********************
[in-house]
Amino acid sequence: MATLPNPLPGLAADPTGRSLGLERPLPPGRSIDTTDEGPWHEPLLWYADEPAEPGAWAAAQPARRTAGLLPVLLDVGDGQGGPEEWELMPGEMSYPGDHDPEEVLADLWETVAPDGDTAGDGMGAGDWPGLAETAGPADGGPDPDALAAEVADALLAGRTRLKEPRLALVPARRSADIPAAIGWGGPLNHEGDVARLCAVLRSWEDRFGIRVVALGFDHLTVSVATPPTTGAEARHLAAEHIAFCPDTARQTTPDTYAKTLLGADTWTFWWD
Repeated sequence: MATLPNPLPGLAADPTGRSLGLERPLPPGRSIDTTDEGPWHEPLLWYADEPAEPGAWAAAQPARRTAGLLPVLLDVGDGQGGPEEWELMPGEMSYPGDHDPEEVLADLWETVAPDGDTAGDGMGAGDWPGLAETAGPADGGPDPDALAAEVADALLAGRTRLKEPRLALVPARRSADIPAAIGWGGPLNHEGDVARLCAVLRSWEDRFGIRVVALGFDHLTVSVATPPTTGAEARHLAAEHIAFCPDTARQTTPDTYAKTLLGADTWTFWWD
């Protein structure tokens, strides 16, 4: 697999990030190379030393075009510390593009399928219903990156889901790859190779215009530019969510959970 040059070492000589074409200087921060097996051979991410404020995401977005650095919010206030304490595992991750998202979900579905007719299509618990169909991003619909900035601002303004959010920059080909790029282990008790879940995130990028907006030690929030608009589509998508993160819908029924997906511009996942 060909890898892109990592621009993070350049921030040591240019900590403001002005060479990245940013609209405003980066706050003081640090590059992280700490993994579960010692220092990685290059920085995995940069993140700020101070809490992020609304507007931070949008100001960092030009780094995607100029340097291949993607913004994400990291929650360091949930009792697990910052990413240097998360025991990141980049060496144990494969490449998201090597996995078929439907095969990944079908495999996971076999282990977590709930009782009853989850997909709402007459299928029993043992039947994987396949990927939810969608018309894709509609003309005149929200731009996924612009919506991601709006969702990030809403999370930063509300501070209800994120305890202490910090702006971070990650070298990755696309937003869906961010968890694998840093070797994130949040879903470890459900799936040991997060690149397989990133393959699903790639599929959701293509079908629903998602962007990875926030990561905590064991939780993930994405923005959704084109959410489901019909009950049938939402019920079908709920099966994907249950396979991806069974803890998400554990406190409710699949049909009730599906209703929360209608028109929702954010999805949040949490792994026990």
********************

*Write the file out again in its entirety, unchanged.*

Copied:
[in-house]
Amino acid sequence: MATLPNPLPGLAADPTGRSLGLERPLPPGRSIDTTDEGPWHEPLLWYADEPAEPGAWAAAQPARRTAGLLPVLLDVGDGQGGPEEWELMPGEMSYPGDHDPEEVLADLWETVAPDGDTAGDGMGAGDWPGLAETAGPADGGPDPDALAAEVADALLAGRTRLKEPRLALVPARRSADIPAAIGWGGPLNHEGDVARLCAVLRSWEDRFGIRVVALGFDHLTVSVATPPTTGAEARHLAAEHIAFCPDTARQTTPDTYAKTLLGADTWTFWWD
Repeated sequence: MATLPNPLPGLAADPTGRSLGLERPLPPGRSIDTTDEGPWHEPLLWYADEPAEPGAWAAAQPARRTAGLLPVLLDVGDGQGGPEEWELMPGEMSYPGDHDPEEVLADLWETVAPDGDTAGDGMGAGDWPGLAETAGPADGGPDPDALAAEVADALLAGRTRLKEPRLALVPARRSADIPAAIGWGGPLNHEGDVARLCAVLRSWEDRFGIRVVALGFDHLTVSVATPPTTGAEARHLAAEHIAFCPDTARQTTPDTYAKTLLGADTWTFWWD
């Protein structure tokens, strides 16, 4: 697999990030190379030393075009510390593009399928219903990156889901790859190779215009530019969510959970 040059070492000589074409200087921060097996051979991410404020995401977005650095919010206030304490595992991750998202979900579905007719299509618990169909991003619909900035601002303004959010920059080909790029282990008790879940995130990028907006030690929030608009589509998508993160819908029924997906511009996942 060909890898892109990592621009993070350049921030040591240019900590403001002005060479990245940013609209405003980066706050003081640090590059992280700490993994579960010692220092990685290059920085995995940069993140700020101070809490992020609304507007931070949008100001960092030009780094995607100029340097291949993607913004994400990291929650360091949930009792697990910052990413240097998360025991990141980049060496144990494969490449998201090597996995078929439907095969990944079908495999996971076999282990977590709930009782009853989850997909709402007459299928029993043992039947994987396949990927939810969608018309894709509609003309005149929200731009996924612009919506991601709006969702990030809403999370930063509300501070209800994120305890202490910090702006971070990650070298990755696309937003869906961010968890694998840093070797994130949040879903470890459900799936040991997060690149397989990133393959699903790639599929959701293509079908629903998602962007990875926030990561905590064991939780993930994405923005959704084109959410489901019909009950049938939402019920079908709920099966994907249950396979991806069974803890998400554990406190409710699949049909009730599906209703929360209608028109929702954010999805949040949490792994026990």